Communication is Key. The best way to get parents involved is to extend a personal invitation. People are most likely to take part in any group when they know someone who already does and when they have been asked to participate in a personal way. Don’t just send flyers home, then wonder why nobody “signed up.” Create situations in which you can communicate with people one on one. Be visible at all events. Set up a table at open house, registration, and school activities. Assign a board member to walk around at parent group functions; she or he should introduce herself or himself and make sure people are having fun and feel connected to the effort. Put a welcoming face on the Parent Group.
Use a variety of communication to make sure your message gets through. If you cannot get in front of them in real life, send a private message or personal email to ask your parents to participate in a specific way. Instead of asking them to volunteer, ask them to man the photo booth. Be specific. If they say no to the photo booth, ask them what they want to do. Flyers and blast e-mails are good for communicating a date and time and supplementing the face to face requests.
Be careful not to give volunteers a job they’re not ready for. Make sure people know what is expected of them and have the resources and knowledge to do the job. If you don’t, volunteers won’t return. Don’t just ask for your volunteers’ time; ask for their talents. Use a questionnaire to discover parent interests. You’ll find dedicated volunteers more easily if you match skills and talents to the jobs you need done.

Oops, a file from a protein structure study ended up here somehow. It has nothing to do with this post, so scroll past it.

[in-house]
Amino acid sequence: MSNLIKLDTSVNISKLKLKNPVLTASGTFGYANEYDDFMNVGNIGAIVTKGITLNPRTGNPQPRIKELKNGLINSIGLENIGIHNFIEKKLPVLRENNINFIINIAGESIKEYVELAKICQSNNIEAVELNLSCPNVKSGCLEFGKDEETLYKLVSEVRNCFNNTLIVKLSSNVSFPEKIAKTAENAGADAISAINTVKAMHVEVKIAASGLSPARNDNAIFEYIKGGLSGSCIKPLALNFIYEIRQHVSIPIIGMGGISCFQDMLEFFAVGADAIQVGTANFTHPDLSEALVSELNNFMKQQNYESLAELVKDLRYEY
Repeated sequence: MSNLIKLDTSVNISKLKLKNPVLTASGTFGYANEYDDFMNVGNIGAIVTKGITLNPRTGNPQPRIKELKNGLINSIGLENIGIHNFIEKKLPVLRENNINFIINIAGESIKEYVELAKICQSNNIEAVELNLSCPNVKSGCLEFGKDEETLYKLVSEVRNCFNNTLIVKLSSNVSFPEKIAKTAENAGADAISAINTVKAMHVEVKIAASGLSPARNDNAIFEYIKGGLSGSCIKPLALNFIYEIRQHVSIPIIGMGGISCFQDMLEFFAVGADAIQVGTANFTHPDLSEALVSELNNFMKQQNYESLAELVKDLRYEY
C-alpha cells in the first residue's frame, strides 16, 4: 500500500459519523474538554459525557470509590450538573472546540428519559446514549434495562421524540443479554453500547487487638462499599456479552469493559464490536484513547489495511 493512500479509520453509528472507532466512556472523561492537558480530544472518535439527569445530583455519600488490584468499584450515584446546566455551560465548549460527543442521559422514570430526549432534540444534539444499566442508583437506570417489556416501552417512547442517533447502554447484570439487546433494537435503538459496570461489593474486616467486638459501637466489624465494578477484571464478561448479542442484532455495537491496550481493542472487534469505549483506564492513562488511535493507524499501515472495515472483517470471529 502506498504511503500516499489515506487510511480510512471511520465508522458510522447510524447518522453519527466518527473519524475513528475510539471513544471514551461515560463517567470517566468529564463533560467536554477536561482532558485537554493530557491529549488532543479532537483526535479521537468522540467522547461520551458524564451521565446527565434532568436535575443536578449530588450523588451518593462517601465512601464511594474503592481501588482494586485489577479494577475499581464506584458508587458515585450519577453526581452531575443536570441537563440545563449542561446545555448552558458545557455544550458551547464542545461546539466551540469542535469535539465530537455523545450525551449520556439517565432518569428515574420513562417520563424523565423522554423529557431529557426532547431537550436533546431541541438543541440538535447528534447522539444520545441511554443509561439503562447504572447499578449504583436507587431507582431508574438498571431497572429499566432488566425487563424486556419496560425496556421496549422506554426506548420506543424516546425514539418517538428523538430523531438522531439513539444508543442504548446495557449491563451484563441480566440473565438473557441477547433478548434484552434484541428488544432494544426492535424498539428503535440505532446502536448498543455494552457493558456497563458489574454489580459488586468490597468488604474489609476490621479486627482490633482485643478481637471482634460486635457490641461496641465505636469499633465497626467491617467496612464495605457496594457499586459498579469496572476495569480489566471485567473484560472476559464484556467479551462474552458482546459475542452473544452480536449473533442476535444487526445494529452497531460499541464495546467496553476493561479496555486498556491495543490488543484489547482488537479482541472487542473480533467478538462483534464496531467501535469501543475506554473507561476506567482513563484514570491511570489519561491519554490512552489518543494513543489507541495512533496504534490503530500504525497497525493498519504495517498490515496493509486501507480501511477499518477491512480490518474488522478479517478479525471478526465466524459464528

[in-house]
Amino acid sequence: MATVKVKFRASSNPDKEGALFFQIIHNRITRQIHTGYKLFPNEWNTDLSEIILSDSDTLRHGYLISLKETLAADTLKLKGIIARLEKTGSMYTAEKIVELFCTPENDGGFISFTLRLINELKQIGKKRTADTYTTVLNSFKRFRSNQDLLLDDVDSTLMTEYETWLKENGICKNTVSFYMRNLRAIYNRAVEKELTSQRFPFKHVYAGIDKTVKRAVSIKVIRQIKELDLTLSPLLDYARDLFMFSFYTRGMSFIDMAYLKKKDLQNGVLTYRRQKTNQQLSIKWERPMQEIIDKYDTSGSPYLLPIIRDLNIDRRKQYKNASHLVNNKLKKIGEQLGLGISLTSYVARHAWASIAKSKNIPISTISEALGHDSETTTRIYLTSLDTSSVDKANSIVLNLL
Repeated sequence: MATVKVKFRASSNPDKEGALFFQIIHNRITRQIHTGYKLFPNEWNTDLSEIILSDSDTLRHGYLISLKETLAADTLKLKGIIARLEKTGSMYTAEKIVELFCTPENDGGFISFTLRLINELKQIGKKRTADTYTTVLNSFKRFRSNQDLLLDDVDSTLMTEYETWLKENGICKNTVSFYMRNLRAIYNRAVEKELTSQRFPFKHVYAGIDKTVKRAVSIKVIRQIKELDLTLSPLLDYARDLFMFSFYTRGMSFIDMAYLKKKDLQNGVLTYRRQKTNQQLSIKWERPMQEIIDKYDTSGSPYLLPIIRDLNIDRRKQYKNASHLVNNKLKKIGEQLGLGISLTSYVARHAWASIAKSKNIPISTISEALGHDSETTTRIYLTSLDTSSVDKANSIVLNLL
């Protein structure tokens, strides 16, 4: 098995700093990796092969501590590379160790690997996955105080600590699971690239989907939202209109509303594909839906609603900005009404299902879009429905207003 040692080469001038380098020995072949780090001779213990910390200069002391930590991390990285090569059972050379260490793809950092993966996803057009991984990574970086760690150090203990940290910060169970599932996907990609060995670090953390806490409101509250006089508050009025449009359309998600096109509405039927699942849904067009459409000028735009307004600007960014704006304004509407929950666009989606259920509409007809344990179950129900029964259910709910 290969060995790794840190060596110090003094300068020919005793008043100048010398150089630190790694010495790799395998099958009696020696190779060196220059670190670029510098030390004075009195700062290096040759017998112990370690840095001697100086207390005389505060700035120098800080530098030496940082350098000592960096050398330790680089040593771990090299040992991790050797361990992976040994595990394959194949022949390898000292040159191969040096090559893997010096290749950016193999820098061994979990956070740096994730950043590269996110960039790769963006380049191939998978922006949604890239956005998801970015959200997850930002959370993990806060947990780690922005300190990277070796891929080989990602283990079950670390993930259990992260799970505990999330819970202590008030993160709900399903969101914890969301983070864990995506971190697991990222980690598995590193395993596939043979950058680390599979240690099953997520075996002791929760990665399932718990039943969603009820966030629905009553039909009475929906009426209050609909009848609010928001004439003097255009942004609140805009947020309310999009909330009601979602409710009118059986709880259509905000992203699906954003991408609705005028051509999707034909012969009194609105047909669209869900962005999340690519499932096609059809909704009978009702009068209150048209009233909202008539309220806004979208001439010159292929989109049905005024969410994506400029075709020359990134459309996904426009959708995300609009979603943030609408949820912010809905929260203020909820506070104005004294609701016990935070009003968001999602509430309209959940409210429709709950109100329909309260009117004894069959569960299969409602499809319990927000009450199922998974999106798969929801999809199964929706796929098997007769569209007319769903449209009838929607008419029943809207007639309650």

– Add your comments below to be eligible for a $50 giftcard for your Parent Group-
Sing their praises. Awards, compliments, a simple thank-you go a long way. Always let people know that you appreciate their help, whether they just organized a smashing fundraiser or spent an hour selling tickets at the carnival. A great way to do this is to send out a thank you note after the event and to acknowledge their contributions in an ad hoc environment. Think about what you would do for a simple acknowledgement.
As much as it is important to recognize your volunteers, it is important to brag about the accomplishments of your parent group. Make sure people know what your group does. When you donate an item to the school, put a plaque or sticker on it that gives you credit. When you raise money, make sure people know what it was able to buy for their kids. A little basic marketing goes a long way toward building your reputation with parents—and encouraging parent involvement. It doesn’t make you boastful. It makes you productive and it brings good things to your kids and your school community.
Plan: It is always important to know where you are headed. It is difficult to lead when your group lacks direction or firm goals. Parents can feel the difference. So, plan your annual activities ahead of time while building in some flexibility. Use your checkbook to create a budget, so you’ll know how much money you need to raise. Balance your activities throughout the year so you won’t burn out your volunteers or yourself. Take the pressure off with good planning.
The goal is to build a successful parent group that brings good things to our school community and finds ways to fund it. If you don’t have a plan or priorities like boosting parent involvement, you can run a good event or fundraiser without it. But to sustain a group over the long term, you must find balance: work and fun, Parent Group time and personal time, fundraising and involvement events. With these reminders, you will begin to build a network of reliable and enthusiastic volunteers that will be with you and become part of your legacy to the next group leadership.
Please feel free to add your ideas on how to increase parent involvement below. At the end of October, 2016, we will be picking the contribution we think is the most useful and awarding the Parent Group a $50 giftcard.